Monday, March 10, 2014

What a Tangled Web We Weave

Indonesia's Internet is increasingly becoming a free-speech battleground 

Issues surrounding that old chestnut, freedom of speech, have started to make waves across the globe over the last few years. The reason that this time-honoured benchmark of democratic freedom is once again becoming a front-line political battleground is the all-conquering reach of the Internet and our new social media.

In recent years, autocratic Arab governments have been toppled and rioters have taken to the streets to terrorise England and in both cases, Twitter, Facebook and BlackBerry Messenger had major roles to play. So when exactly does Internet use become a public menace? What can be considered defamatory and libellous in our wired world? Is it government's role to be putting checks and balances on the new connectivity? Are politicians simply superannuated, nation-state dinosaurs running scared of the new light-speed social currents that zap like digital pinballs around nodes of common interest? Are we headed for Julian Assange's nightmarish vision of an Orwellian future?

Indonesia has had its own dilemmas to grapple with vis-à-vis the new social media paradigm of course. On the one hand, Indonesians are possessed of a natural sociability that has seen them take to these technologies like ducks to water. Indonesia has 43.1 million Facebook users (making it the world's third-largest population of Mark Zuckerberg disciples) and BlackBerry Messenger reigns supreme here, despite these devices currently facing collapsing sales around the rest of the world.

On the other hand though, Indonesia’s still relatively autocratic, paternalistic and, above all, corrupt political and judicial systems have been left floundering by the new so-called "hacktivism" and there have been plenty of techno flashpoints of late that have made those in power seem rather lugubrious and heavy-handed.

Virtual alarm bells first started ringing a few years back when Indonesian mother-of-three, Prita Mulyasari, was handed down a suspended jail sentence for libelling Tangerang's Omni Hospital in an e-mail that she sent to a group of her friends expressing her dissatisfaction with the hospital's service. Everyone from freedom-loving Facebook fans to highflying lawyers sprang to Prita's defence, arguing that criticism of public or private services most certainly doesn’t constitute liable.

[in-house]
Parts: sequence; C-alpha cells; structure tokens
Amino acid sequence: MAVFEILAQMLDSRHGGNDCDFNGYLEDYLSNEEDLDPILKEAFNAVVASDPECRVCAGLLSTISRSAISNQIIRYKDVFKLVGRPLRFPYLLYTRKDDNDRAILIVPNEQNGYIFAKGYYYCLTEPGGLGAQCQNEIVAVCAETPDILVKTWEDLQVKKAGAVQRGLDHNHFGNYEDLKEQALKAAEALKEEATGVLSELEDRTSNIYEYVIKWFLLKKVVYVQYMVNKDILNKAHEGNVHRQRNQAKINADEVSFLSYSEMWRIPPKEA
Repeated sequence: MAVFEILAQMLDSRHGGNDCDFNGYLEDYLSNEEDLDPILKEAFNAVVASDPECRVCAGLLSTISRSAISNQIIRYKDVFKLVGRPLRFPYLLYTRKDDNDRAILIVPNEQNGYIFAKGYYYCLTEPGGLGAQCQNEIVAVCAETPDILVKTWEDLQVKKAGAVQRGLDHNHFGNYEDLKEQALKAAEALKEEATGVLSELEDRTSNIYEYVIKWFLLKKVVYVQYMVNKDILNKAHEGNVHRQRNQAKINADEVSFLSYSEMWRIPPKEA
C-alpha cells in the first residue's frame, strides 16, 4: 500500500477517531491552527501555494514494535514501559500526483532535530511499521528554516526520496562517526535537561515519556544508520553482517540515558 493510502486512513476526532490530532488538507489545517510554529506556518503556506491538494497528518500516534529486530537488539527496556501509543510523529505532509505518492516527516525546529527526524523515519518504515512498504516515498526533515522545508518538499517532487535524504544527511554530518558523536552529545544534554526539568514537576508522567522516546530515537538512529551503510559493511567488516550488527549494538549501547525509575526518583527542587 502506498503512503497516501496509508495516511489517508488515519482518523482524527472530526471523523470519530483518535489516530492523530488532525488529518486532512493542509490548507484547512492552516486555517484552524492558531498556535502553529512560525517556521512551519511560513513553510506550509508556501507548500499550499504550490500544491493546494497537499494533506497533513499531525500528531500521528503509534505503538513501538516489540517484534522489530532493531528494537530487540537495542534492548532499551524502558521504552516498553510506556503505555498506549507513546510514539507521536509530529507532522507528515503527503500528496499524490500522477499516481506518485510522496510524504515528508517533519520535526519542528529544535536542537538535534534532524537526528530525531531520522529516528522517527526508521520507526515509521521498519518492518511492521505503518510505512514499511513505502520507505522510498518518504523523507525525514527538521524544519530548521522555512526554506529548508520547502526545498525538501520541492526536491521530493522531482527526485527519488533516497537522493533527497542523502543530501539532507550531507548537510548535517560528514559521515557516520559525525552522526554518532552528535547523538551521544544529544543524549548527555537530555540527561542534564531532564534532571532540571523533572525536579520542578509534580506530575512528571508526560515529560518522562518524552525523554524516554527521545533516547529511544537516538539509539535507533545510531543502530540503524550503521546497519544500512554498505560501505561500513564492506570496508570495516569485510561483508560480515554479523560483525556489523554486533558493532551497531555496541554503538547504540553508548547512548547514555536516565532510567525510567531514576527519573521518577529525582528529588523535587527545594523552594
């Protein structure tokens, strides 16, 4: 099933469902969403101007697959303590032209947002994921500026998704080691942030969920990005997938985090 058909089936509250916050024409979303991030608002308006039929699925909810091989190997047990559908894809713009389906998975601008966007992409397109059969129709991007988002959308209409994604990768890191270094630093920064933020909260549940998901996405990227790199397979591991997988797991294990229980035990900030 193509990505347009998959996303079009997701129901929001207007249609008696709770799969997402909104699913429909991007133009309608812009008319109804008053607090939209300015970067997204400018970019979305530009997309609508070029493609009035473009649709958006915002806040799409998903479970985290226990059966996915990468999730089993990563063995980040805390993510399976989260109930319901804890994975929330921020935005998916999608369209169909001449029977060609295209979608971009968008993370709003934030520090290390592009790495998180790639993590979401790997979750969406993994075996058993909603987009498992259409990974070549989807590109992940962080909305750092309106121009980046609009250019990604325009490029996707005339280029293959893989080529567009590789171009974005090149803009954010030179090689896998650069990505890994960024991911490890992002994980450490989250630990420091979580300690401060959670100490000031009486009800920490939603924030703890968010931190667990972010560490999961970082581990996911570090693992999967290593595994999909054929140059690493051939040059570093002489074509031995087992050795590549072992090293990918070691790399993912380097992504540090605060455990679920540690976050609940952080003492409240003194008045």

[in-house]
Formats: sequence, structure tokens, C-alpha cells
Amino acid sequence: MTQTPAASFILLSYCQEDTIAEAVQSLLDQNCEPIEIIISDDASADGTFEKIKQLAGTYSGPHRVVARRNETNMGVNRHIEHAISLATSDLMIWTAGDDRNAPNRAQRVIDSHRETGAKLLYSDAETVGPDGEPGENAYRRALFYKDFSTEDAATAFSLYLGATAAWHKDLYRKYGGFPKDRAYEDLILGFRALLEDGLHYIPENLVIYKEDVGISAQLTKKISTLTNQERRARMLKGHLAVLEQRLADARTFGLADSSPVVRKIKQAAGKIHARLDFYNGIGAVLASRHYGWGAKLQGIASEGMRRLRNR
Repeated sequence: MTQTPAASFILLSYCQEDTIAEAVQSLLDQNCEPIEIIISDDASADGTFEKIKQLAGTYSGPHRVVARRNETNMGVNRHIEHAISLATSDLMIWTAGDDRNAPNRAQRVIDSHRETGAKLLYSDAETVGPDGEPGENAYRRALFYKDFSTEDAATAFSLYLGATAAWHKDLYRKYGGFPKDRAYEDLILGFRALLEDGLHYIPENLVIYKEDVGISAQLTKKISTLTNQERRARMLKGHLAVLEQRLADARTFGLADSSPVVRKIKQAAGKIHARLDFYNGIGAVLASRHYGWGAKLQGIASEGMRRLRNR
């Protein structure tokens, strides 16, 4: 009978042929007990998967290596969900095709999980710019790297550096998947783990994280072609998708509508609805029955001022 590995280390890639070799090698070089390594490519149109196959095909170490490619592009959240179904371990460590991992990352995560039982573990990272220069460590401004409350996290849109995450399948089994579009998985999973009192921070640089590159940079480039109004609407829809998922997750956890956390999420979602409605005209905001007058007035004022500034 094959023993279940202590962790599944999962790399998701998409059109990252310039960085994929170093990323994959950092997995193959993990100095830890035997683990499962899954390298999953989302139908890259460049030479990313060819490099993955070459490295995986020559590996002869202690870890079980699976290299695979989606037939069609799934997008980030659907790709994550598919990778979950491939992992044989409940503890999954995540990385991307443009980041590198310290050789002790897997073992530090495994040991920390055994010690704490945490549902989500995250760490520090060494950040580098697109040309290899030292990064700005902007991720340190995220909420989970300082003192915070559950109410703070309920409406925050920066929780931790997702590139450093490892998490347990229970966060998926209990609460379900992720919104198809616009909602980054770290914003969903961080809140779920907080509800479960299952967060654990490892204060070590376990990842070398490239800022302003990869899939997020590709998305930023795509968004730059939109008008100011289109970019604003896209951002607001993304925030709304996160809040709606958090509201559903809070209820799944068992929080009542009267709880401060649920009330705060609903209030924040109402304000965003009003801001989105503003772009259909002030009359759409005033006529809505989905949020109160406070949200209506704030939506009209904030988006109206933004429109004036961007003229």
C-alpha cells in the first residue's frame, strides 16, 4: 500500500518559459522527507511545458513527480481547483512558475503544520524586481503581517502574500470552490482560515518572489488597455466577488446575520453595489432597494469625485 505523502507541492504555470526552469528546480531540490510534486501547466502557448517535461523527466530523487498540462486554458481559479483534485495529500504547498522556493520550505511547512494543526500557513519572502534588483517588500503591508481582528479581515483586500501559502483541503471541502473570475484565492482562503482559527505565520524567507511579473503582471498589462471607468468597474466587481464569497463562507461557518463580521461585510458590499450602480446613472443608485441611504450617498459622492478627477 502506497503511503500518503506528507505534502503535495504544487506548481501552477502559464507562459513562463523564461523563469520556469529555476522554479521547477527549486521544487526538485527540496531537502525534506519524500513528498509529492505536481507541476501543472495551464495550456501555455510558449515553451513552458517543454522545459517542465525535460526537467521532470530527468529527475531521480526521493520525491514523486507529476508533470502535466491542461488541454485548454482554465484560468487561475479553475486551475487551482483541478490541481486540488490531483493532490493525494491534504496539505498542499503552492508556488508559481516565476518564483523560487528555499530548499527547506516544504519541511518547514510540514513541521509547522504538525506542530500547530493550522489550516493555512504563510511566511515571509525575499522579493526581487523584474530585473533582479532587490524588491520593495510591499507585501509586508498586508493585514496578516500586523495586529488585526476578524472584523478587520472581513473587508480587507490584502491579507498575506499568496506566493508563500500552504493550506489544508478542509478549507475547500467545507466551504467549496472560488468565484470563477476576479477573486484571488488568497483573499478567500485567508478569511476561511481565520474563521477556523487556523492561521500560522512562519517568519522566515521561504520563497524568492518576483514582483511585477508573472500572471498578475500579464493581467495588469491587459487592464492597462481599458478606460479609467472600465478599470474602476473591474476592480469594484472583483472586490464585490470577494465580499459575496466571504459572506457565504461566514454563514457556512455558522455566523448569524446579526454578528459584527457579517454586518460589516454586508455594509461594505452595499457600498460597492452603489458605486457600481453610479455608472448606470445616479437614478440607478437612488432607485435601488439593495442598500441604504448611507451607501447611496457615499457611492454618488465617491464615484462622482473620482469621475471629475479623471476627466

The country's draconian ITE (Electronic Transactions Law) would suggest otherwise however. Controversial Communication and Information Technology Minister, Tifatul Sembiring, has stated that there are five boundaries in the cyber world that the ITE outlines should not be crossed, and these pertain to issues of pornography, gambling, threats, fraud and blasphemy. However these five deadly virtual sins also include information and posts that may, "disturb the public," or which, "attack or offend public figures."

Mr. Sembiring, a member of the Islamic-leaning Prosperous Justice Party (PKS) has proved a polarising figure during his time looking after the country's information superhighway and has often been ridiculed for his censorious approach to the newly connected Archipelago. After a failed and ultimately rather futile attempt to keep Internet pornography from polluting Indonesian waters, Mr. Sembiring has more recently, and rather ominously, turned his attention to the country's avid Tweeters.

After learning that Twitter is filled with anonymous accounts that are often used to insult and attack other users, Sembiring stated that such rogue Tweeters could find their accounts being shut down and has even threatened that they could also have their devices and positions traced with a view to prosecuting them. Mr. Sembiring has also been pressuring RIM, makers of the ubiquitous BlackBerry, to set up servers in Indonesia, as those millions and millions of BlackBerry messages currently travel to their recipients via RIM's Canadian servers, well beyond the grasp of elite Indonesian political control, scrutiny and censorship.